- Government Grants and Regulatory Reforms On Hold: While the Trump administration promises to reduce regulations and regulatory costs, all indictations are that nonprofits with government grants and contracts should expect an increase in compliance standards and enforcement actions. Several new Cabinet members have identified the need for government to focus on the elimination of waste, fraud, and abuse by anyone. During the last month of the Obama administration, several federal agencies hired hundreds of workers to fill new investigative and auditing positions within
their respective agencies. Also, the number of false claims reported by alleged whistleblowers has been growing for several years — 66 percent during the previous eight years. These factors appear to add up to little regulatory relief for nonprofits.
Connecticut Nonprofits in a Property Tax Showdown
Connecticut has become ground zero for immediate action on proposals to change the rules on tax exemption on the property owned and used by charitable nonprofits. One bill would retroactively (back to October 2016) repeal the exemption for property owned by hospitals in the state. The legislation would also allow municipalities to levy a property tax on nonprofit hospitals. Hospital leaders testified in unity against the measure, emphasizing their purpose as a safety net for communities and the need
for legislative and budgetary policies that advance and not undermine their missions.
A separate measure, heard last Friday, would authorize local governments to decide whether to tax property after it changes ownership or use. A mayor and other supporters compared nonprofit property tax exemption to developers asking for a tax abatement and how negotiations must take place. The CT Community Nonprofit Alliance responded in its written and oral testimony that “this proposal would be a cataclysmic change in state policy.” The state association of nonprofits continued, “It would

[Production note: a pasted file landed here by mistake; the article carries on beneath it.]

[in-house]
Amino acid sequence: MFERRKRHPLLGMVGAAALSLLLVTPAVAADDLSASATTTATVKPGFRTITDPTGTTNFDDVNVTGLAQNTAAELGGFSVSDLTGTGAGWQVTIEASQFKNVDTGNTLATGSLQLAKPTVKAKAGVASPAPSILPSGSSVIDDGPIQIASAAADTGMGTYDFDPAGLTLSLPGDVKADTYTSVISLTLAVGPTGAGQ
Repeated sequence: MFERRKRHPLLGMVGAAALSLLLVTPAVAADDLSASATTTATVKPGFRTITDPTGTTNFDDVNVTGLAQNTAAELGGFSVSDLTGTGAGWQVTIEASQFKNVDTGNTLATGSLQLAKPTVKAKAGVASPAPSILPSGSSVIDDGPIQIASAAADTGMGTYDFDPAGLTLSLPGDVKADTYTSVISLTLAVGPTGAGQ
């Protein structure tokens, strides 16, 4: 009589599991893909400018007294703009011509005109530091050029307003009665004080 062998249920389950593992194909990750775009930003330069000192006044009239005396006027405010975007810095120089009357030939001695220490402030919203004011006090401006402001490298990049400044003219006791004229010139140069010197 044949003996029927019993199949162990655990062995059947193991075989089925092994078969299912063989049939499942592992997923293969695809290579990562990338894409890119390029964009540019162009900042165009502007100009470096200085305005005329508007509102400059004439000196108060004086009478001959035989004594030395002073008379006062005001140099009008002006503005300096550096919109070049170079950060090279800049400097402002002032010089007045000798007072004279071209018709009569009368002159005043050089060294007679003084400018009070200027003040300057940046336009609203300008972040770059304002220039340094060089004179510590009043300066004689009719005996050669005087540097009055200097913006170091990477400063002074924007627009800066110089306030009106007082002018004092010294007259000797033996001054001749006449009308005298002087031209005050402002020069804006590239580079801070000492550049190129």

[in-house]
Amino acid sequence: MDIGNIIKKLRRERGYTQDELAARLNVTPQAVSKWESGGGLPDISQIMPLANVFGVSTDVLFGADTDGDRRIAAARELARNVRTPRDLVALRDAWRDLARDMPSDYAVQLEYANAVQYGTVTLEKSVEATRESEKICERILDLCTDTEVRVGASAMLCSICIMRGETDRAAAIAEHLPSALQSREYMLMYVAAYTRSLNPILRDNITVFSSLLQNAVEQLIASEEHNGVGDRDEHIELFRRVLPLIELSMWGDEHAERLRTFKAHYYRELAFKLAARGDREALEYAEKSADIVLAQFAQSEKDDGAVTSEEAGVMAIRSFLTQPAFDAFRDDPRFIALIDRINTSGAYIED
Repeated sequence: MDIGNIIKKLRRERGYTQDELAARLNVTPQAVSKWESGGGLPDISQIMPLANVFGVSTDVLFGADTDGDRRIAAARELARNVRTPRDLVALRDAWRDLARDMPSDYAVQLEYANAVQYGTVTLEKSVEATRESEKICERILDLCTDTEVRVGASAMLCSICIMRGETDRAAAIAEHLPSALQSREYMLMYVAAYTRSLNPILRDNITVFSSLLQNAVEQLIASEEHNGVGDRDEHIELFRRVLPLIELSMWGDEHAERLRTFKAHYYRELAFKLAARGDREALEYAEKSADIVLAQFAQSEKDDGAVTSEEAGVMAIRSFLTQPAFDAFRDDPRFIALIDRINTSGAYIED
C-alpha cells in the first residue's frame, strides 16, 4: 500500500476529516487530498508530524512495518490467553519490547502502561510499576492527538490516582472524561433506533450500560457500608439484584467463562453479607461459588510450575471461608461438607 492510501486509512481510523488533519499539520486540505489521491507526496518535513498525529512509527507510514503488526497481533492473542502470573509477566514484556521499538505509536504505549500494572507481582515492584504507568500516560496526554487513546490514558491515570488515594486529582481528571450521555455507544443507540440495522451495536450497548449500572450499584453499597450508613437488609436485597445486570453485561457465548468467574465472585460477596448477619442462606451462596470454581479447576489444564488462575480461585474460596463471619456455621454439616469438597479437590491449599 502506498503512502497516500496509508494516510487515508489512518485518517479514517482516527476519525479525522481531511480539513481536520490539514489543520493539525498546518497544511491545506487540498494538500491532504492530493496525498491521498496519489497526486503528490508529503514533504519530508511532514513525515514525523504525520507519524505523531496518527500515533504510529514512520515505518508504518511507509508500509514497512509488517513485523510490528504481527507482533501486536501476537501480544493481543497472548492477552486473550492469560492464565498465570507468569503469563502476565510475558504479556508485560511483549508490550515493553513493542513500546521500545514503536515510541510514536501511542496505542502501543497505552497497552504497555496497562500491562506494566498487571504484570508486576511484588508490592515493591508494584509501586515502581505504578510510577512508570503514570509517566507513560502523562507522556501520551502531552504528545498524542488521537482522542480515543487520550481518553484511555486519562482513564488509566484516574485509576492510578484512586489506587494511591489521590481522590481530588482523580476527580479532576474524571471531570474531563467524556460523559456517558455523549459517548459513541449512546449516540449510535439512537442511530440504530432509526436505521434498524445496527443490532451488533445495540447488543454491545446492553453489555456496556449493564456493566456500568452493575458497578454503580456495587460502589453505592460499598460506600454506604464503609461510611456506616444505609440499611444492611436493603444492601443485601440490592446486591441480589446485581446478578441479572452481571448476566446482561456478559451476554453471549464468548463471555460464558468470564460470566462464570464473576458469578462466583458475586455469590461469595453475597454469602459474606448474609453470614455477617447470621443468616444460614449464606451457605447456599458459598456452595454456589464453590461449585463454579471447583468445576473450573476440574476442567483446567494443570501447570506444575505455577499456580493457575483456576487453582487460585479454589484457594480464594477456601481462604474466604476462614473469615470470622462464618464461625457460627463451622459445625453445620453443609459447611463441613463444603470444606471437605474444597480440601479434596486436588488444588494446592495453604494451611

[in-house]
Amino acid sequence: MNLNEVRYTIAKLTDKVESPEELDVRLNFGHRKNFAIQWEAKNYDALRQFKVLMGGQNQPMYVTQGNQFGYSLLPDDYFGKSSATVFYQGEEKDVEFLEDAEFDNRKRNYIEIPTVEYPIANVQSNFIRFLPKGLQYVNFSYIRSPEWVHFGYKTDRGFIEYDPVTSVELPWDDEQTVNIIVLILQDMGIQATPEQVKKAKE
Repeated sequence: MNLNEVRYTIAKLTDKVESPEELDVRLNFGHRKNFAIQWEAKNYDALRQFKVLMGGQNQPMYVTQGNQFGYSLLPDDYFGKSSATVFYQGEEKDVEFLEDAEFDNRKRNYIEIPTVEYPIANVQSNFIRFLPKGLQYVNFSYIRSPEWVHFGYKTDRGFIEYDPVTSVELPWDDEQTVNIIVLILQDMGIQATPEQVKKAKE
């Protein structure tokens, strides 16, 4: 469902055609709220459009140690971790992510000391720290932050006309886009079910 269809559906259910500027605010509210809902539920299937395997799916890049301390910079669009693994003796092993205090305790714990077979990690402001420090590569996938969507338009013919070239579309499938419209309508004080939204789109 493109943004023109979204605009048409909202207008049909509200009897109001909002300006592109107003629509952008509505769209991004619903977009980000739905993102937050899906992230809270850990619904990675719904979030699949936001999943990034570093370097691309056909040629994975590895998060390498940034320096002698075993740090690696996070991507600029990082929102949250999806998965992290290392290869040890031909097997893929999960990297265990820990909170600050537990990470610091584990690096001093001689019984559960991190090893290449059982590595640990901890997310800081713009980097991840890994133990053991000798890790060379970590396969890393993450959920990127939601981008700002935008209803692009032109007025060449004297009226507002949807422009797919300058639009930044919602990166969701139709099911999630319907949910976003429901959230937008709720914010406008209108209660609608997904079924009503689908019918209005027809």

stop some nonprofits from expanding – put differently, it would prevent them from meeting a rising demand for life-sustaining services.”
California Speaker Establishes Select Committee on the Nonprofit Sector
The California Assembly is taking a major step in recognizing the contributions and impact of charitable nonprofits and philanthropy in the state, as evidenced in the announcement by Speaker Anthony Rendon of the creation of the first-ever Select Committee on the Nonprofit Sector. The Select Committee, to be led by Assemblymember Monique Limón of Santa Barbara, will provide a structure for developing and implementing more effective collaborations between California’s elected officials, government agencies, philanthropic leaders, and nonprofit organizations. It is designed
to help create new strategies, innovative policies, and meaningful programs to improve the economic and social well-being of millions of Californians, reports the California Association of Nonprofits (CalNonprofits). The state association’s CEO, Jan Masaoka, heralded the announcement of the Select Committee: “Our state’s nonprofit and philanthropic sectors not only represent the dreams and aspirations of California's varied communities, they are robust with human capital, financial capacity and innovative potential.” She stated further, “Government, nonprofits and
philanthropy working together can identify and advance partnerships and solutions that will benefit all Californians.” Joining CalNonprofits in the advocacy efforts for the Select Committee are the League of California Community Foundations and Southern California Grantmakers.
Immigration Focus Leads to Employment Status Legislation in the States
As immigration policies and enforcement practices are under review and revision at the federal level, several states are considering mandating that some or all private employers (including nonprofits) utilize the federal website E-Verify to check the eligibility of potential employees to work in the United States. A series of bills in Texas (HB 1453/SB 85, SB 23, SB 254) would require state contractors to utilize the E-Verify system. The Iowa Legislature is considering a broad bill that imposes state penalties on employers that hire undocumented aliens; an E-Verify mandate would be imposed on all businesses that receive “economic development incentives” from any state agency. Florida and North Carolina have bills to mandate usage of E-Verify by most employers in their states. Missouri legislation would not only require businesses to use E-Verify, but also impose harsher penalties on companies – including potential suspension of its business license – for hiring